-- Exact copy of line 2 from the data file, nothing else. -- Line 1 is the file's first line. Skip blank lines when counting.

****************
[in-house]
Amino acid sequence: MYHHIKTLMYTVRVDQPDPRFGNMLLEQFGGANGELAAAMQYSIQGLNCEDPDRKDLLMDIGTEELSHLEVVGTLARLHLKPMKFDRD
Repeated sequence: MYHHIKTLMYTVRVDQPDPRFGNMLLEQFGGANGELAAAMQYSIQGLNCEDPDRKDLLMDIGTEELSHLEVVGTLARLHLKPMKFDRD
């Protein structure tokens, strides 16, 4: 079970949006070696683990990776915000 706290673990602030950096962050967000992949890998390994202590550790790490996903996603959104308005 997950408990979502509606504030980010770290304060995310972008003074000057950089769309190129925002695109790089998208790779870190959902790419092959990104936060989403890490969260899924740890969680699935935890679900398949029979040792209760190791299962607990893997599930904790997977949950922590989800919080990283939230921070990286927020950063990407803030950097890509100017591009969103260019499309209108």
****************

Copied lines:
Amino acid sequence: MYHHIKTLMYTVRVDQPDPRFGNMLLEQFGGANGELAAAMQYSIQGLNCEDPDRKDLLMDIGTEELSHLEVVGTLARLHLKPMKFDRD